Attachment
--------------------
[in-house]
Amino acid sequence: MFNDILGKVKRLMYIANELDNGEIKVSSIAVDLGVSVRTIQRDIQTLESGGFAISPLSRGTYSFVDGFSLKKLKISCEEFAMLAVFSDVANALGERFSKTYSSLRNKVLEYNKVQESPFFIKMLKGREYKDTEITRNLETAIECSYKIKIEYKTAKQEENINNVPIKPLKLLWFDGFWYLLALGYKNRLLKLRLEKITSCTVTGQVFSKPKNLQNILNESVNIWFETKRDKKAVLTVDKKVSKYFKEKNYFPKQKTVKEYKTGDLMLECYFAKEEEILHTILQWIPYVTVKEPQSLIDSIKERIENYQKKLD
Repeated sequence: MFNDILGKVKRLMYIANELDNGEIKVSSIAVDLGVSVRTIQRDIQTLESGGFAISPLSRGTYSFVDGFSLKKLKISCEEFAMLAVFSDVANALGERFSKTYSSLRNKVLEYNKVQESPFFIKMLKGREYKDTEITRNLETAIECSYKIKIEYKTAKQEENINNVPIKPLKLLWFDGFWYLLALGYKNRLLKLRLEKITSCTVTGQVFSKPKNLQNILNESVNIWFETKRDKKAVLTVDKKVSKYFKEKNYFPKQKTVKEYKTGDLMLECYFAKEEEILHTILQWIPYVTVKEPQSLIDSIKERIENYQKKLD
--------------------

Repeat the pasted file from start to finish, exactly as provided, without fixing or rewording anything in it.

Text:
[in-house]
Amino acid sequence: MFNDILGKVKRLMYIANELDNGEIKVSSIAVDLGVSVRTIQRDIQTLESGGFAISPLSRGTYSFVDGFSLKKLKISCEEFAMLAVFSDVANALGERFSKTYSSLRNKVLEYNKVQESPFFIKMLKGREYKDTEITRNLETAIECSYKIKIEYKTAKQEENINNVPIKPLKLLWFDGFWYLLALGYKNRLLKLRLEKITSCTVTGQVFSKPKNLQNILNESVNIWFETKRDKKAVLTVDKKVSKYFKEKNYFPKQKTVKEYKTGDLMLECYFAKEEEILHTILQWIPYVTVKEPQSLIDSIKERIENYQKKLD
Repeated sequence: MFNDILGKVKRLMYIANELDNGEIKVSSIAVDLGVSVRTIQRDIQTLESGGFAISPLSRGTYSFVDGFSLKKLKISCEEFAMLAVFSDVANALGERFSKTYSSLRNKVLEYNKVQESPFFIKMLKGREYKDTEITRNLETAIECSYKIKIEYKTAKQEENINNVPIKPLKLLWFDGFWYLLALGYKNRLLKLRLEKITSCTVTGQVFSKPKNLQNILNESVNIWFETKRDKKAVLTVDKKVSKYFKEKNYFPKQKTVKEYKTGDLMLECYFAKEEEILHTILQWIPYVTVKEPQSLIDSIKERIENYQKKLD